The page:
Recreation program saving money for more facilities


Howard At Play

March 31, 2002|By LOWELL E. SUNDERLAND

BUILD IT, or at least start saving for it now, because they're coming. While that may be lacking as a catchy slogan, it's become a guideline for the Howard County Youth Program.

The Ellicott City youth-sports organization, the county's second-largest such group, quietly began about three years ago setting aside money to buy additional facilities, its president said in an interview last week.

In fact, said Howard Carolan, who has led the four-sport group for four years, the club is earmarking $10 from each registration in each of its sports for new facilities.

The club , he said, envisions a need for as many as three or four softball fields and six baseball fields, as well as a gymnasium for basketball and youth volleyball.

But, said Carolan, the timeline is indefinite mainly because the club needs money first.

"We're past it being a dream, but a long way from reality," he said, explaining that the club figures it will need at least several million dollars to start. Some preliminary engineering and architectural work has been commissioned, and the club foresees the need for a professional fund-raiser, he said.

The club, he said, has an eye on acreage owned by the county Department of Recreation and Parks in the Manor Woods area, off Route 144, but is open to other sites, as well as partnering arrangements.

Carolan said HCYP has explored with rec officials the possibility of entering an arrangement similar to what it has at Kiwanis-Wallas Park, its baseball/softball complex at U.S. 40 and Route 144 in Ellicott City - meaning a long-term lease.

Meanwhile, the club also is mulling ramifications of sagging interest in older age groups for baseball and softball - a phenomenon other county groups are experiencing, too. Many, including Carolan, attribute that to spring soccer and lacrosse, which have had considerable recent growth.

Yet, he said, at the 6-, 7- and 8-year-old levels, "we're packed - in fact, we have waiting lists for baseball." And with about 2,500 players, the club's basketball program has become the once-baseball-dominated HCYP's largest.

HCYP officials foresee a need for additional facilities, he said, because of continuing development in, especially, western and northern parts of greater Ellicott City.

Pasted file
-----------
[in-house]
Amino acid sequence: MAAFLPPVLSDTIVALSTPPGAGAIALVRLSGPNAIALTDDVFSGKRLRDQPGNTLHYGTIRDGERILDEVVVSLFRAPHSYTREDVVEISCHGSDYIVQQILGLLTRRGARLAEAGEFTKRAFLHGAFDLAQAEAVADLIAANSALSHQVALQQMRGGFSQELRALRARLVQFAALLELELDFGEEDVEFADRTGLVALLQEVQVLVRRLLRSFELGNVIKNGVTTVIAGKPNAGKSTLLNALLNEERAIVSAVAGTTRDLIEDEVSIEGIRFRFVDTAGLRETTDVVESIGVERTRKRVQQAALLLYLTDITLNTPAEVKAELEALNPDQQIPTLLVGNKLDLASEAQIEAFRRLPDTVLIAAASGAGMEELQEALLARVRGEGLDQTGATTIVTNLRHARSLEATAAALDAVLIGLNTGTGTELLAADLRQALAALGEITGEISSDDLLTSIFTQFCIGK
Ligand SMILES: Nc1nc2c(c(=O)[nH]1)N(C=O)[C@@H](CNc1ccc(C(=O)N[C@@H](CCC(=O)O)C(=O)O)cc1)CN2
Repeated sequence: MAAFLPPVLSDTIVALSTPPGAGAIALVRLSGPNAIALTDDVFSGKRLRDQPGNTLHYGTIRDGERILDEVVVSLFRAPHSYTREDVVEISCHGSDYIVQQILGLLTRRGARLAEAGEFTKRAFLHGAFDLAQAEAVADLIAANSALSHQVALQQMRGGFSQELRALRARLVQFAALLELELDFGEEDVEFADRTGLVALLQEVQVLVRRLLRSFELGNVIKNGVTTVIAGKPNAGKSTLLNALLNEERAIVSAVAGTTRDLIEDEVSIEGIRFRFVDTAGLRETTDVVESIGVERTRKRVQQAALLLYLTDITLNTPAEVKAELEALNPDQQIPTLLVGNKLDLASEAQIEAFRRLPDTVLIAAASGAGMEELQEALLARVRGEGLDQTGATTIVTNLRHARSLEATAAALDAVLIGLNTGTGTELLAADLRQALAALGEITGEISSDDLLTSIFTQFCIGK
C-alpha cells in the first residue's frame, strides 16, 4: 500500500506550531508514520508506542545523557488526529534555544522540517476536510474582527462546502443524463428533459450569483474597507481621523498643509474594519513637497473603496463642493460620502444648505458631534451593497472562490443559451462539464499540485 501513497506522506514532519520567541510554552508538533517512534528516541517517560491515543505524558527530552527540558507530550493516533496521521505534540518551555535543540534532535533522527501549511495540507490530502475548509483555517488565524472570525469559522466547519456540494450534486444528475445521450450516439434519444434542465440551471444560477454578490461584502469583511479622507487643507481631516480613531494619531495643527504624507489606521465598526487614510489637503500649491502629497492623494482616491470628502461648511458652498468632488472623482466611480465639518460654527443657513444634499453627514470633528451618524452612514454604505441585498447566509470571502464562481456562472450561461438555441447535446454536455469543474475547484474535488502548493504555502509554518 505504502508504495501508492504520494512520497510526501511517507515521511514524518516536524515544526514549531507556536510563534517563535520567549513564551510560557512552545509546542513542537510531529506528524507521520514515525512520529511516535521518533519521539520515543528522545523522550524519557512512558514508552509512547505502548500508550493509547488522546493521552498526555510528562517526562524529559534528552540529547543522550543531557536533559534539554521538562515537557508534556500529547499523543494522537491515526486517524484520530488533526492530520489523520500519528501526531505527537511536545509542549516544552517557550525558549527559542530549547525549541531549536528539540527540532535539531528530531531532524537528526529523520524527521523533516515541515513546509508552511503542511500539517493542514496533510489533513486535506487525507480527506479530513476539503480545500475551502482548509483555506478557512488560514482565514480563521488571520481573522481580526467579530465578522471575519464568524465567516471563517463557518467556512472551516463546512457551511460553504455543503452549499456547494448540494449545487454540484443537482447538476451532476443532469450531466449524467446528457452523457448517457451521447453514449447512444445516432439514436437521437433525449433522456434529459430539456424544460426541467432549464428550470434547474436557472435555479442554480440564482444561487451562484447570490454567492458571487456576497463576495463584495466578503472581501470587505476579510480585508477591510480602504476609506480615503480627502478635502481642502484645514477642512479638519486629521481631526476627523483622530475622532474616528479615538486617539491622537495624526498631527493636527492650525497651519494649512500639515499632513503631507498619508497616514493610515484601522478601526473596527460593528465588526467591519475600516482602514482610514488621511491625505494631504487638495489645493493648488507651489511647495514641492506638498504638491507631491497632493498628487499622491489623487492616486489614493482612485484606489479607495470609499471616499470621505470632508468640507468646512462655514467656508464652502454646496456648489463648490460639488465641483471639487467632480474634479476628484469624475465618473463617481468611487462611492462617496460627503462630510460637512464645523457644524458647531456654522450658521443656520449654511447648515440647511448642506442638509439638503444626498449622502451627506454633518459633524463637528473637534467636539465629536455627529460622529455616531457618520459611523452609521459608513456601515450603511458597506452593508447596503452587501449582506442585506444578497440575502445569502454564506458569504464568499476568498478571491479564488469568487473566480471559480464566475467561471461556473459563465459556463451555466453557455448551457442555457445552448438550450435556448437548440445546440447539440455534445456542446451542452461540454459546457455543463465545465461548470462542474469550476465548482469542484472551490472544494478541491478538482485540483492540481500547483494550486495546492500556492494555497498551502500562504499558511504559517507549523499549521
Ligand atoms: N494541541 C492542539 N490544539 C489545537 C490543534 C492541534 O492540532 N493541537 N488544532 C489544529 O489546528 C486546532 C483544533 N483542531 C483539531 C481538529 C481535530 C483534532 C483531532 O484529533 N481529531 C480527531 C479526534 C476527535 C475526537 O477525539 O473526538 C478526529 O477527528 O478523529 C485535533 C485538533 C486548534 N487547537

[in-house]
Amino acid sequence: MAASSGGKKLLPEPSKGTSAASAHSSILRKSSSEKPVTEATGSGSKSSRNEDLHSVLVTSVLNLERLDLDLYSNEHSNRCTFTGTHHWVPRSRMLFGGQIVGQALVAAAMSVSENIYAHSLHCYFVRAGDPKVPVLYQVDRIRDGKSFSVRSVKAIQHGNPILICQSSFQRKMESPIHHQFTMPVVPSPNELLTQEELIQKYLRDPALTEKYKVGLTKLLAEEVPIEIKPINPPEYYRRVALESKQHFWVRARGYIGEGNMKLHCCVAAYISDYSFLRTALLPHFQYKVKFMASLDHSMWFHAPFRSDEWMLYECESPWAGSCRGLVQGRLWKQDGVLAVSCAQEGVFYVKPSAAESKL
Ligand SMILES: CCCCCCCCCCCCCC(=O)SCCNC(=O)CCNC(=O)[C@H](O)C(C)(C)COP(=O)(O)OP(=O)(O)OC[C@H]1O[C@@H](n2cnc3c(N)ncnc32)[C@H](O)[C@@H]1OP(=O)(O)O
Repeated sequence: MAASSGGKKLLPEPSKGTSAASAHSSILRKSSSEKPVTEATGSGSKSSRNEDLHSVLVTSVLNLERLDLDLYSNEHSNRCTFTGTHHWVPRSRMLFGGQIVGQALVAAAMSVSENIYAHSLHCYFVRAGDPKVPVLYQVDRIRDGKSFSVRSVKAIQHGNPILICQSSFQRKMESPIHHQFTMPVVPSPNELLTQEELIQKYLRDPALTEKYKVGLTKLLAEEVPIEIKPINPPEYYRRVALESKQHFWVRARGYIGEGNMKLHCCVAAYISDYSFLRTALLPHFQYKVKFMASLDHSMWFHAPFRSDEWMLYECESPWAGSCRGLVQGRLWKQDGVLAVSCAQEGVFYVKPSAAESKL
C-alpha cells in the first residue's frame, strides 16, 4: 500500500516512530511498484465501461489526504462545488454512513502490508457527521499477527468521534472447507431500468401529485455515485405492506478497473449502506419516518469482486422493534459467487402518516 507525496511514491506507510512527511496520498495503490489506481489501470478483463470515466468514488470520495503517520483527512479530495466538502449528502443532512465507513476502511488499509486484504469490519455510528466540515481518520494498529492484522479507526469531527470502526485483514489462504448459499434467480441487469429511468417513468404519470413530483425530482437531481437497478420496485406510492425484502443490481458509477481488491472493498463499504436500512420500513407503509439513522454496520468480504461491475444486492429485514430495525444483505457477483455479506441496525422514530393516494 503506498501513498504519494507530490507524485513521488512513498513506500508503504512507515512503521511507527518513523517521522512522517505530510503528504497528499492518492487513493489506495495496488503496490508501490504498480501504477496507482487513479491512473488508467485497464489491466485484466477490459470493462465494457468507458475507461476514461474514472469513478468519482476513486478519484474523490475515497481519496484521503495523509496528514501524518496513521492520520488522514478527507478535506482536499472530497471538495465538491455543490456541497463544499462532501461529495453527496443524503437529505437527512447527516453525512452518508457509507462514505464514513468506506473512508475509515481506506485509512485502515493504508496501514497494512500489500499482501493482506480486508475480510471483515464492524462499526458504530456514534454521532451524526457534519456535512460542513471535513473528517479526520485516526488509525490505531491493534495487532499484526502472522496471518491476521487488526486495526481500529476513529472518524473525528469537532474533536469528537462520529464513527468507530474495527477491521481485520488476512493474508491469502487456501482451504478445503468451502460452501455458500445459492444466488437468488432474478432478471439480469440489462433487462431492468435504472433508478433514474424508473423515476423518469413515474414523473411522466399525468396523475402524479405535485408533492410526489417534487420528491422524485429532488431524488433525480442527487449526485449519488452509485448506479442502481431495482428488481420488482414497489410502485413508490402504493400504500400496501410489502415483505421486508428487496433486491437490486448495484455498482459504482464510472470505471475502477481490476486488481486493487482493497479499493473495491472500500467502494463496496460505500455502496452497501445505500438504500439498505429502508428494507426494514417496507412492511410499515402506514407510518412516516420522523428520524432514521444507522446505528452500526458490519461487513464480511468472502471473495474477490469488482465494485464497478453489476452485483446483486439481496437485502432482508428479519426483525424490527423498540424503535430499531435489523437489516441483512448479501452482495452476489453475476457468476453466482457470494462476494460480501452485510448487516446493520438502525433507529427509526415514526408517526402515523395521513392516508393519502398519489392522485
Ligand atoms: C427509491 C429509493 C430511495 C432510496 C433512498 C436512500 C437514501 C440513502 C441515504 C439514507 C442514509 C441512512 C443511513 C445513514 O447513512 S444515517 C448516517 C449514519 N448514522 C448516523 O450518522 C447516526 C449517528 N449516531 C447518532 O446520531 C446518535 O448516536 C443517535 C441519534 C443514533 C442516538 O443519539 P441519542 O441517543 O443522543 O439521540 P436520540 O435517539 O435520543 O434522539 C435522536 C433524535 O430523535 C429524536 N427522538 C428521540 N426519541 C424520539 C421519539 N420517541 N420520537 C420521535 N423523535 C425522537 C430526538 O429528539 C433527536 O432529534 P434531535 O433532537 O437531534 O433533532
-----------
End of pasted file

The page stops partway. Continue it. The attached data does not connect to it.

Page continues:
Also, Carolan said, the club has reduced its reliance on county school ball fields, using them mainly for practices because of unsatisfactory maintenance, particularly after schools close for the summer. Games, except for travel teams requiring adult-size, 90-foot baselines at high schools, are played at Kiwanis-Wallas.

"We don't see the school situation changing," he said, "and that's not to criticize politicians or public agencies, because ... there are so many groups and interests competing for tax dollars."

HCYP is the second county youth sports group to pursue alternatives to publicly owned fields. The Soccer Association of Columbia/Howard County is awaiting approvals to begin construction on its 10-field Covenant Park within a few months.

Carolan said he admires the vision that SAC/HC had a decade ago, when it began saving for its complex. "You can't go into this with the attitude that `My kids are going to play on these fields,' " he said. "You have do it with an approach that the club will continue after your own children have finished but that it's in the long-term interest of the community."

Along the sidelines

Curling: Howard County has a world curling champion. He's Bob Pelletier, a Glenmont subdivision resident in Columbia and one of four members of a U.S. team that on March 23 won the 16th biennial Rotary World Curling Championship in Scotland.

Pelletier, a state veterans affairs employee who says he is "over 39 now," and teammates beat competitors from Scotland, England and Canada in the club's competition in Edinburgh.

The squad practices in Montgomery County. Pelletier's teammates are a retired Scottish banker, a Bethesda architect and a financial planner who is often in the United States but calls home what can only be described as one of the world's lesser-known curling hotbeds, Guam.

Baseball: The Baseball Factory Inc., a talent-development agency based in Columbia founded by Atholton High alumnus Steve Sclafani, is launching a college-level summer team called the Baltimore Pride. The team will compete in the Clark Griffith Collegiate Baseball League and play home games at UMBC's Alumni Field. Needed: families to house players through July. Call Dana Burton, 410-715-5080.

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